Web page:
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This book is designed as a textbook and is intended to present a sample of the more popular approaches to linguistic theorizing.
It covers different aspects of each theory including general ontology, methodology, world view, and certain specifics including its problem-solving capacity regarding the English auxiliary complex. It gives a brief summary of the salient points of each theory and concludes with a brief treatment of concurrent developments in phonology. Included are discussions on
Professor Jerold A. Edmondson has extensive experience as a field linguist in China, Thailand, Myanmar (Burma), and Viet Nam. He served as Chairman of the Linguistics Department of the University of Texas at Arlington and is a specialist in Southeast Asian languages. He is also the coauthor of these books Comparative Kadai: Linguistic Studies beyond Tai (1989), Comparative Kadai: The Tai Branch (1997), and numerous articles.
Donald Burquest is Associate Professor of Linguistics at the University of Texas at Arlington and an International Linguistic Consultant with SIL International. He did fieldwork in Nigeria on the Ngas language and was involved in a language project completed in 1977. He received a Ph.D. in Linguistics from UCLA in 1973. He is the author of Phonological Analysis: A Functional Approach, 3rd edition, and numerous articles. He is also the coauthor of these books Phonological Studies in Four Languages of Maluku.
Abbreviations and Symbols
Preface to the Third Edition
1.1 Of surveys and theories
1.2 Scientific progress and the logic of research
1.3 A brief history of the axiomatization of mathematics
1.4 Chomsky’s definition of a grammar
1.5 Linguistics: A natural science, a social science, or a human science?
1.6 Verbal and nonverbal behavior, a unity?
1.7 Formal versus functional models
2.2 Ontological primitives
2.4 The specific assumptions of the Aspects model
2.5 The problem-solving capacity of GTG
2.6 The AFFIX-HOPPING transformation
2.7 The D -SUPPORT transformation
2.8 Generative transformational theorizing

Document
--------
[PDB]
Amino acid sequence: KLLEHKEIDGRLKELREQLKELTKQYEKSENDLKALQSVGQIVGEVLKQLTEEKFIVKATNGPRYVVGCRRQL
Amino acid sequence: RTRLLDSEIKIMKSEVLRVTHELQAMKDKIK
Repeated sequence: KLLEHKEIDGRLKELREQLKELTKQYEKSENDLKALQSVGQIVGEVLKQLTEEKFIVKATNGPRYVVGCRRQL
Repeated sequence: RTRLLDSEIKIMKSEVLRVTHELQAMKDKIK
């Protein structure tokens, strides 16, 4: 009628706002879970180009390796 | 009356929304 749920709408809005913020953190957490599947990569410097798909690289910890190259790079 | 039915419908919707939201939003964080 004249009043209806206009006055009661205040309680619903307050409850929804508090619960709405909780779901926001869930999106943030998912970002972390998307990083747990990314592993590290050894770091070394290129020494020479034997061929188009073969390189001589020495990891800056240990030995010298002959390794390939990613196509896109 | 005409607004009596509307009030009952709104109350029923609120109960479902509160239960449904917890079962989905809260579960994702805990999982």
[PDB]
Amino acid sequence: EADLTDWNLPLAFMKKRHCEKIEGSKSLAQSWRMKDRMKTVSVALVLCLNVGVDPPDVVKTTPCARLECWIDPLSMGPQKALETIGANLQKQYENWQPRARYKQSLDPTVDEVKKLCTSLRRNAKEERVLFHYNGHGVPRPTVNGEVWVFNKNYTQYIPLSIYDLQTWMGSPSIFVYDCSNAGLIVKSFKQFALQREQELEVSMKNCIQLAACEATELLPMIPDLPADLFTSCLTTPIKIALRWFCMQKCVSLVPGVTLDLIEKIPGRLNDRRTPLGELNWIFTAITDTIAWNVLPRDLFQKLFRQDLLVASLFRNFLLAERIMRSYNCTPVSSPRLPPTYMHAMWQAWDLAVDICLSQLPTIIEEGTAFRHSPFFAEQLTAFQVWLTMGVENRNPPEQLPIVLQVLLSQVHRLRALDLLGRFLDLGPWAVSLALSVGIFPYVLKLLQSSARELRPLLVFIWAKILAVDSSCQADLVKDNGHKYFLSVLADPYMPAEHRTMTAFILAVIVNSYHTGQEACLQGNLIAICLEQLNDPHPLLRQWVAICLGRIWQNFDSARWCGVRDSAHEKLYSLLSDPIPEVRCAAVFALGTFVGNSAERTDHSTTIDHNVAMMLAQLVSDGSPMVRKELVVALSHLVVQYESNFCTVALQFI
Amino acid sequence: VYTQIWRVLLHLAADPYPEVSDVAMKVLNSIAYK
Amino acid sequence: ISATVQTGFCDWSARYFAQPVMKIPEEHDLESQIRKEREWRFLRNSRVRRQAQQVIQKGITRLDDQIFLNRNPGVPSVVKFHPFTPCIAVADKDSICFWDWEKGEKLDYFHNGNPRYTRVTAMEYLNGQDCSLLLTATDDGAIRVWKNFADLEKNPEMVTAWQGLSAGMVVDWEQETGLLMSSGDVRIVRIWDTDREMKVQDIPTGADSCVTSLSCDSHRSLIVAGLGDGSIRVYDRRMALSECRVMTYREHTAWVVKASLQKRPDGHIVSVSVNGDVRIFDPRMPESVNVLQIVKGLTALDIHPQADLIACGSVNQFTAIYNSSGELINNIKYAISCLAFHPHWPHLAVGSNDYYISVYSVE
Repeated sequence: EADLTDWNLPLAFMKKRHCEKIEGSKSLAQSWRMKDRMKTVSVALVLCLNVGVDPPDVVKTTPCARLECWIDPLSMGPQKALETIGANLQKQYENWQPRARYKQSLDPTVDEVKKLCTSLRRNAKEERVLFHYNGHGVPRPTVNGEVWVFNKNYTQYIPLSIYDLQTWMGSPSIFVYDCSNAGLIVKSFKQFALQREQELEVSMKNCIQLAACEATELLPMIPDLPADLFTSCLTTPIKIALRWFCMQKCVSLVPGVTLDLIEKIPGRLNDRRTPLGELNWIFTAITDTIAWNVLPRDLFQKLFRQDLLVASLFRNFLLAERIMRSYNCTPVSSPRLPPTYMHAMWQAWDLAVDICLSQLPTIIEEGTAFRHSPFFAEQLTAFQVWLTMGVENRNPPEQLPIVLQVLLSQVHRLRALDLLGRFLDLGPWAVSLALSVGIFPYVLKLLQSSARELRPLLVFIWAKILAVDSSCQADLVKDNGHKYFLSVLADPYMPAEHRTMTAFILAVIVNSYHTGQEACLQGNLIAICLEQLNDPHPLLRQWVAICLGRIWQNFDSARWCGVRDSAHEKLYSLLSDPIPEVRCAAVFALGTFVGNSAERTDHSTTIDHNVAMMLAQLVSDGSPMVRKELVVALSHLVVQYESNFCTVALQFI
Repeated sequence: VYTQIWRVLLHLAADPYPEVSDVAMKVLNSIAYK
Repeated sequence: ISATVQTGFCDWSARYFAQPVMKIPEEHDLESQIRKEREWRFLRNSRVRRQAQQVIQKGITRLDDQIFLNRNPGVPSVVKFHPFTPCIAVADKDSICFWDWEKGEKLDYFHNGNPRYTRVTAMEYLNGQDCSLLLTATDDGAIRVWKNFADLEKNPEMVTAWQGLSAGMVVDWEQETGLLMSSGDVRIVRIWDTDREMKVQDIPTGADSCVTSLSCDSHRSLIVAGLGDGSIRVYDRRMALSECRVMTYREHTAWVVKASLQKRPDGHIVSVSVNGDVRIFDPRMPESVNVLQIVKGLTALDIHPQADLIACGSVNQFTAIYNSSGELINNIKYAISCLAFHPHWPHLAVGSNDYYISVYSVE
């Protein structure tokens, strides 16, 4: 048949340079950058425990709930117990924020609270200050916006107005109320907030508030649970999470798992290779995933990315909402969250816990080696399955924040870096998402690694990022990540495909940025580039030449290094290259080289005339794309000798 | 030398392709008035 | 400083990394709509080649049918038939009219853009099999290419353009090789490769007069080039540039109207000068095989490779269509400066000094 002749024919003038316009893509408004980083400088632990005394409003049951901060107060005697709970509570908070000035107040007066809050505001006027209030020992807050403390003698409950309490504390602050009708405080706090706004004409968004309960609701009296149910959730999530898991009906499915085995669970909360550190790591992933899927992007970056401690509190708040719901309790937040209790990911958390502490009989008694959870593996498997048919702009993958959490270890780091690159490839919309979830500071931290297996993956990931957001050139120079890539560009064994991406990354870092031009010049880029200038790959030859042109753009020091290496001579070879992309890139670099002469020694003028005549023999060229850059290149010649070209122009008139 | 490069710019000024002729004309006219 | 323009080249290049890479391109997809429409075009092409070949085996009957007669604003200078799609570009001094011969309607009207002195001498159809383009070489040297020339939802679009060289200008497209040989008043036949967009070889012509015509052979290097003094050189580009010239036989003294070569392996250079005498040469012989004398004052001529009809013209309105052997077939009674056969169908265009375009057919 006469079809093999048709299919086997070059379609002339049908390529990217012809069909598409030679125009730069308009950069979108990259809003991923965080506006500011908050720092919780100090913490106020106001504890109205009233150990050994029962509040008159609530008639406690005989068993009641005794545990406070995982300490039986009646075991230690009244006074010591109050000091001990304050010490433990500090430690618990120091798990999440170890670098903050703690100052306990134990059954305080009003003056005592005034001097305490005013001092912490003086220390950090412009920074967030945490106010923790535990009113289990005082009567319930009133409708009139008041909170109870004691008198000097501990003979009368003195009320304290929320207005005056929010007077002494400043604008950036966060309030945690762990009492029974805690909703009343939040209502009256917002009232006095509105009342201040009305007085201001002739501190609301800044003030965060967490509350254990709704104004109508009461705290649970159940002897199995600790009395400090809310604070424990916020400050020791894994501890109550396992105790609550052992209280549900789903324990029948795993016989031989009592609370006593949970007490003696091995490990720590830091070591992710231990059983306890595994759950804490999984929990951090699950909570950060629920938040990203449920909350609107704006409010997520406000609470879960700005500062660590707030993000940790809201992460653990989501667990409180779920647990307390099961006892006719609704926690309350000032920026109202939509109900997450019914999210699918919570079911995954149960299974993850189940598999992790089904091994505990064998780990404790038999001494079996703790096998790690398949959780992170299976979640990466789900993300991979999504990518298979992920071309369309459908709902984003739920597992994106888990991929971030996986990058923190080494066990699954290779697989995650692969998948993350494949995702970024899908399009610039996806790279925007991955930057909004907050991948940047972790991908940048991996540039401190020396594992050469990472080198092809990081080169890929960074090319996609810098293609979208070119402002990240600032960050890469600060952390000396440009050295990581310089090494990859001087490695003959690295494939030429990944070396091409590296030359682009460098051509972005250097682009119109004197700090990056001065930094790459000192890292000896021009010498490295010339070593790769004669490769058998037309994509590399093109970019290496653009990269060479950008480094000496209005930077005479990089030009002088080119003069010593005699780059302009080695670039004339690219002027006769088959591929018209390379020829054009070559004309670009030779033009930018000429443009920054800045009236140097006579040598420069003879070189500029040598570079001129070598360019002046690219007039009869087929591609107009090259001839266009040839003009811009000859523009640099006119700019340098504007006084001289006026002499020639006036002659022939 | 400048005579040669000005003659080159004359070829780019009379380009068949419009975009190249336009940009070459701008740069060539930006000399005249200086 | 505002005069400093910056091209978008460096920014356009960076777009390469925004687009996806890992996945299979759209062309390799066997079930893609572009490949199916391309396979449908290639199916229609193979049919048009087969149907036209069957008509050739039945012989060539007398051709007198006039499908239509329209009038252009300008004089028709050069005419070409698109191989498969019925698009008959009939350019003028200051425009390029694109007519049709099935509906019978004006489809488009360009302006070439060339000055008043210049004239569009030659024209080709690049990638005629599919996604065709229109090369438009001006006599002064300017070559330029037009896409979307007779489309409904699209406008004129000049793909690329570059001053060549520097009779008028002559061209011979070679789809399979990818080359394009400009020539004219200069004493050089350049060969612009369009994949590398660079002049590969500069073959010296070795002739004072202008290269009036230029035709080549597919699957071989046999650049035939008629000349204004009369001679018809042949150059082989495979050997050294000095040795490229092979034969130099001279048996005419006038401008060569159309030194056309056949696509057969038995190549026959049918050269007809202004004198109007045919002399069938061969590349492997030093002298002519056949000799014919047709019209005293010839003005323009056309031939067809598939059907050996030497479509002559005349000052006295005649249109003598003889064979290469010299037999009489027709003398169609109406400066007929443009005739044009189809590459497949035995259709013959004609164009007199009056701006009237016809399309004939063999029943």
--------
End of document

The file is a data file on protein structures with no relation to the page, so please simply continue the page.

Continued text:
3.2 General ontology, methodology, and worldview
3.3 The specific assumptions of the tagmemic model in Pike and Pike (1982)
3.4 The specific assumptions of the tagmemic model of Longacre (1983)
3.5 The problem-solving capacity of Tagmemics
3.6 New developments
3.7 Tagmemic theorizing
4.2 General ontology, methodology, and worldview
4.3 The specific assumptions of Lamb’s Outline model (1966)
4.4 Fleming’s Communcation Analysis (1988 and 1990)
4.5 The problem-solving capacity of stratificational grammar
4.6 Stratificational theorizing
5.2 General ontology, methodology, and worldview (EST, REST, P&P)
5.3 General ontology, methodology, and worldview of generative semantics
5.4 Specific developments in EST, REST, and P&P after 1970
6.2 General ontology, methodology, and worldview of LFG
6.3 The problem-solving capacity of LFG
6.4 LFG Theorizing
7.1 General ontology, methodology, and worldview
7.2 Specific assumptions and problem-solving capacity of Montague Grammar
7.3 Generalized phrase structure grammar
7.5 Dominance/linear precedence and language typologies
7.6 GPSG theorizing
8.1 Introduction to Relational Grammar (RG)
8.2 General ontology, methodology, and worldview
8.3 Problem solving in RG
8.4 Mapping theory
8.5 Relational grammar theorizing
9.2 Functional Typological Grammar
9.3 Emergent Grammar
9.4 The formative role of language in the social context
9.5 The formative role of the sign user in language
9.6 Functionalist theorizing